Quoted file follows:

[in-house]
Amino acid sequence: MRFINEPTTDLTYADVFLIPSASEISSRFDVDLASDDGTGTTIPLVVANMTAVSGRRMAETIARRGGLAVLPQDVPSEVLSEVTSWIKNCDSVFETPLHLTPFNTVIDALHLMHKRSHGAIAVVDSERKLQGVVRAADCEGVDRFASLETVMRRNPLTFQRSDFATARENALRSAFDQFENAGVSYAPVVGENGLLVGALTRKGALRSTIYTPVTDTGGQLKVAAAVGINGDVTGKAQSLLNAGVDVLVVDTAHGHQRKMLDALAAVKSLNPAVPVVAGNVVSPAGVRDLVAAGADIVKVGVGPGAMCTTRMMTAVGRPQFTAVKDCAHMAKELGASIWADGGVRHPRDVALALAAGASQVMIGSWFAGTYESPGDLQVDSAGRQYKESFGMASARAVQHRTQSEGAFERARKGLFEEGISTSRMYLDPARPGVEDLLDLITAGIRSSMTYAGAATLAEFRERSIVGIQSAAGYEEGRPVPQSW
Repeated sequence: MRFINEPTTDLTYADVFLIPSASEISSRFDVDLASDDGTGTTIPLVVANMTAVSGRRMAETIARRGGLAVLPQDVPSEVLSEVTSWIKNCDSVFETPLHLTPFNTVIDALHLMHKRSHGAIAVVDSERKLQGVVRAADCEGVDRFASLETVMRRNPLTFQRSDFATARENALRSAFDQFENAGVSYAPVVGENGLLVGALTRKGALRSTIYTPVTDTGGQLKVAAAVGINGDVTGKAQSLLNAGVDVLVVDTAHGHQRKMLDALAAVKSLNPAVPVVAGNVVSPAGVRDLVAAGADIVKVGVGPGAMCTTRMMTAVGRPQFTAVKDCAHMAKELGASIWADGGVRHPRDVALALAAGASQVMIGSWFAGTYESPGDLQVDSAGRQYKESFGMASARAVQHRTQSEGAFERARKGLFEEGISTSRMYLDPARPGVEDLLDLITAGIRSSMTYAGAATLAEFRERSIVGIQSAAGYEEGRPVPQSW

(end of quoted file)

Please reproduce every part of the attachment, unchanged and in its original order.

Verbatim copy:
[in-house]
Amino acid sequence: MRFINEPTTDLTYADVFLIPSASEISSRFDVDLASDDGTGTTIPLVVANMTAVSGRRMAETIARRGGLAVLPQDVPSEVLSEVTSWIKNCDSVFETPLHLTPFNTVIDALHLMHKRSHGAIAVVDSERKLQGVVRAADCEGVDRFASLETVMRRNPLTFQRSDFATARENALRSAFDQFENAGVSYAPVVGENGLLVGALTRKGALRSTIYTPVTDTGGQLKVAAAVGINGDVTGKAQSLLNAGVDVLVVDTAHGHQRKMLDALAAVKSLNPAVPVVAGNVVSPAGVRDLVAAGADIVKVGVGPGAMCTTRMMTAVGRPQFTAVKDCAHMAKELGASIWADGGVRHPRDVALALAAGASQVMIGSWFAGTYESPGDLQVDSAGRQYKESFGMASARAVQHRTQSEGAFERARKGLFEEGISTSRMYLDPARPGVEDLLDLITAGIRSSMTYAGAATLAEFRERSIVGIQSAAGYEEGRPVPQSW
Repeated sequence: MRFINEPTTDLTYADVFLIPSASEISSRFDVDLASDDGTGTTIPLVVANMTAVSGRRMAETIARRGGLAVLPQDVPSEVLSEVTSWIKNCDSVFETPLHLTPFNTVIDALHLMHKRSHGAIAVVDSERKLQGVVRAADCEGVDRFASLETVMRRNPLTFQRSDFATARENALRSAFDQFENAGVSYAPVVGENGLLVGALTRKGALRSTIYTPVTDTGGQLKVAAAVGINGDVTGKAQSLLNAGVDVLVVDTAHGHQRKMLDALAAVKSLNPAVPVVAGNVVSPAGVRDLVAAGADIVKVGVGPGAMCTTRMMTAVGRPQFTAVKDCAHMAKELGASIWADGGVRHPRDVALALAAGASQVMIGSWFAGTYESPGDLQVDSAGRQYKESFGMASARAVQHRTQSEGAFERARKGLFEEGISTSRMYLDPARPGVEDLLDLITAGIRSSMTYAGAATLAEFRERSIVGIQSAAGYEEGRPVPQSW